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SSH/HTTPS multiplexer

Hm, this nmap scan looked funny:
PORT    STATE SERVICE VERSION
22/tcp  open  ssh     OpenSSH 5.2 (protocol 2.0)
80/tcp  open  http    Gatling httpd 0.13
443/tcp open  ssh     OpenSSH 5.2 (protocol 2.0)
SSH listening on :443, yet the site was serving a website there? Looking around a bit I came across a few SSH/HTTP/HTTPS multiplexers. There are even binary packages out there for a few distributions, nice! So, how is it done?

ssh-https


When using ssh-https.c, the ports are hardcoded:
$ grep execl ssh-https.c
                execl("/bin/nc", "/bin/nc", "localhost", "8443", NULL);
                execl("/bin/nc", "/bin/nc", "localhost", "22", NULL);

$ gcc -o ssh-https ssh-https.c
$ mv ssh-https /usr/local/sbin/
SSH will continue to listen on :22, the webserver will have to listen on :8443 and ssh-https will listen on :443:
$ grep ssh-https /etc/inetd.conf
https   stream  tcp  nowait  nobody  /usr/sbin/tcpd /usr/local/sbin/ssh-https

sslh


sslh is a bit more flexible, as ports can be passed on the command line:
$ grep sslh /etc/inetd.conf
https   stream  tcp  nowait  sslh  /usr/sbin/tcpd /usr/sbin/sslh \
       --listen 10.0.0.23:443 --inetd --ssh localhost:22 --ssl localhost:8443
In any case, we should now have 3 listening ports:
$ netstat -anptu | grep LISTEN
[...]
tcp    0      0 0.0.0.0:22      0.0.0.0:\*   LISTEN    2211/dropbear
tcp    0      0 0.0.0.0:443     0.0.0.0:\*   LISTEN    6510/inetd
tcp    0      0 0.0.0.0:8443    0.0.0.0:\*   LISTEN    6012/lighttpd
And it's even working :-)
$ ssh-keyscan -p 443 10.0.0.23
# foo SSH-2.0-dropbear_2012.55

$ wget -qO- https://10.0.0.23/
Hello, world :-)

MacOS X disk I/O

While we're at it, some more "benchmarks". On a MacBook Pro with a Crucial m4 SSD inside:
$ dd if=/dev/rdisk0 bs=1024k count=2048 2>/dev/null | pv > /dev/null
   2GiB 0:00:09 [ 215MiB/s]
Oddly enough, the blockdevice of the same disk had much worse performance:
$ ls -lgo /dev/{r,}disk0
brw-r-----  1    14,   0 Dec 14 08:13 /dev/disk0
crw-r-----  1    14,   0 Dec 14 08:13 /dev/rdisk0

$ dd if=/dev/disk0 bs=1024k count=2048 2>/dev/null | pv > /dev/null
   2GiB 0:01:06 [30.8MiB/s]
On the same machine, Debian/wheezy was running in a VirtualBox virtual machine, we're still getting half the performance:
vm$ dd if=/dev/sda bs=1024k count=2048 2>/dev/null | pv > /dev/null
   2GB 0:00:18 [ 109MB/s]
And inside this virtual machine, another Debian/wheezy installation was running as a Xen DomU virtual machine, performance halves again:
vm|domU$ dd if=/dev/xvda1 bs=1024k count=2048 2>/dev/null | pv > /dev/null
   2GB 0:00:29 [69.4MB/s]

dm-crypt benchmarks

While setting up encrypted swap on yet another Linux machine, I wondered what the "best" crypto algorithm would be.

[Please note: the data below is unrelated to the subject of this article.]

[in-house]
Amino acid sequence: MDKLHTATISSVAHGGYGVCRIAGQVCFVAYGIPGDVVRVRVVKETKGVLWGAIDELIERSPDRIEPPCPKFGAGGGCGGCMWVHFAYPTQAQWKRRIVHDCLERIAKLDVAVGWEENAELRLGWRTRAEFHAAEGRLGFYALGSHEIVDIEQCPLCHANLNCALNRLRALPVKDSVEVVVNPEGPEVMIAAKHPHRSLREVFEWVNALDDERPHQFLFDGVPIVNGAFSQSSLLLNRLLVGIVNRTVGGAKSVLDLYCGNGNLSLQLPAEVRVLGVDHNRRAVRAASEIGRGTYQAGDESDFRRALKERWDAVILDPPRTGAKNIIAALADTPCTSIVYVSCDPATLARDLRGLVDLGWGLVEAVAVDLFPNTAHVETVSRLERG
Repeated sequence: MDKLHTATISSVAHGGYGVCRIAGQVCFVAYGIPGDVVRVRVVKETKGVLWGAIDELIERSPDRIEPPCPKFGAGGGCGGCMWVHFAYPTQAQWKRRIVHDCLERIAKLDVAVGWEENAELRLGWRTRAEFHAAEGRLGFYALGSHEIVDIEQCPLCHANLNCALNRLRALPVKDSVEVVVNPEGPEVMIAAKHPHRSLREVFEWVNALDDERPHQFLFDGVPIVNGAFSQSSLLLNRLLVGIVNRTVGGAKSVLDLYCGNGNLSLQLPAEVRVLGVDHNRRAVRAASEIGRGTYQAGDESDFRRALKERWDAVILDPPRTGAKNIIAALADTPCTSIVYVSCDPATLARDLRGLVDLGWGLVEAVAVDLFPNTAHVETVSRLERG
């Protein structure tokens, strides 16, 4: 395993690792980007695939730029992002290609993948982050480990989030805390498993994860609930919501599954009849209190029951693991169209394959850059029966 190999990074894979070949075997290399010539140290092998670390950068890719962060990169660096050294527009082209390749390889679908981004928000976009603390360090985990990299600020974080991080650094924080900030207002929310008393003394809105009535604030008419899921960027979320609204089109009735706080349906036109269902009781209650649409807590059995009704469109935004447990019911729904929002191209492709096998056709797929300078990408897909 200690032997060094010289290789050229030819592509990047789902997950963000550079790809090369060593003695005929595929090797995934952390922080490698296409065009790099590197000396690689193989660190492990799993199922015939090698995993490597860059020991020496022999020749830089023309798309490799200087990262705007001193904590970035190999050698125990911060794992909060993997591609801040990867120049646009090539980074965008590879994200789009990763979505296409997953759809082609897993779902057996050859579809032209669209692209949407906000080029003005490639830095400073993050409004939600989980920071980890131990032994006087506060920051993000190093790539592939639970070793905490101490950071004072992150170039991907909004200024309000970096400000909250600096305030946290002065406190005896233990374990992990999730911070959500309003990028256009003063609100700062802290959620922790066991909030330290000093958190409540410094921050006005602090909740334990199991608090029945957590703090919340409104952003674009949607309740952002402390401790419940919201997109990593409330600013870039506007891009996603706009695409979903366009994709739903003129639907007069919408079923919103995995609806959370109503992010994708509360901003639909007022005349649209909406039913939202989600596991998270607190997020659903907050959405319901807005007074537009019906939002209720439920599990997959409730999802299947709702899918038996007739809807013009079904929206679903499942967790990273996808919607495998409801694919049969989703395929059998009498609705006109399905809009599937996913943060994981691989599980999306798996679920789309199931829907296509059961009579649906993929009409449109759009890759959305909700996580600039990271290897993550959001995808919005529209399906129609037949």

There are plenty of combinations of ciphers, modes, hash algorithms and keysizes to chose from with cryptsetup(8), let's see if we can find a fast, yet sufficiently "secure" one.

Before testing these combinations I wanted to find out which combinations were actually possible. E.g. setting up a dm-crypt device with aes-cbc-plain with a keysize of 128 or 256 bit would be possible - but any larger keysize was rejected. There were many "invalid" combinations, for reasons rooted deeply in their mathematical properties. So, let's find out these valid combinations then:
[...]
cryptsetup -c $CIPHER -s $KEYSIZE -d /dev/urandom create test /dev/sdc 2>/dev/null
if [ $? = 0 ]; then
      echo "Valid combination: cipher $CIPHER size $KEYSIZE"
else
      echo "Invalid combination: cipher $CIPHER - size $KEYSIZE"
fi
After quite some iterations over a predefined set of combinations (12 ciphers, 7 modes, 14 hashing algorithms, 5 keysizes), there were 1125 valid combinations left. Yeah, testing took a while :-)

Now we wanted to see which combinations performed "best". As stated above, the usecase was a blockdevice for encrypted swap - so "fast, yet pretty secure" were the criteria to look for. As a (very) simple test, the following should be done for each newly set up crypto block device:
while [ $i -lt 30 ]; do
      # Empty all caches, including filesystem buffers  
      sysctl -qw vm.drop_caches=3
      dd if=/dev/mapper/test of=/dev/null bs=1M 2>/dev/null
      i=$((i+1))
done

The results, summarized:
  • cipher_null* is the fastest - but it's absolutely insecure, because...well, it's a NULL cipher :-)
  • Interestingly, PCBC mode is sometimes very slow. As per the Wikipedia article, this mode is not very common anyway, so we'll not choose this one.
  • As expected, Twofish is very fast, along with AES and Blowfish.
Ruling out some of the obvious combinations and omitting some of the "exotic" algorithms, these are my winners:
$ egrep -v 'cipher_null|-(ecb|lrw|pcbc)-|-plain|md[45]|rmd|tgr|crc32|sha1' results | \
    grep ' / 256' | sort -nk5  | head -10
twofish-ctr-essiv:sha256 / 256 : 66            <== 66 seconds for 30 runs. Lower is better.
twofish-cbc-essiv:sha256 / 256 : 69
twofish-xts-essiv:sha256 / 256 : 73
aes-xts-essiv:sha256 / 256 : 79
blowfish-cbc-essiv:sha256 / 256 : 81
blowfish-ctr-essiv:sha256 / 256 : 86
aes-ctr-essiv:sha256 / 256 : 90
aes-cbc-essiv:sha256 / 256 : 91
camellia-xts-essiv:sha256 / 256 : 103
serpent-ctr-essiv:sha256 / 256 : 103

Now my /etc/crypttab proably looks like this:
swap /dev/sda2 /dev/urandom swap,cipher=twofish-xts-essiv:sha256,size=256,hash=sha512
Word of caution: this is a benchmark - some arbitrary test for a very special usecase, executed on one machine and one machine only (Fedora 18 in an ESX virtual machine, equipped with 2 AMD Opteron 848 processors). Before applying these results to your environment, run the benchmark yourself or, better yet: write your own benchmark for your usecase!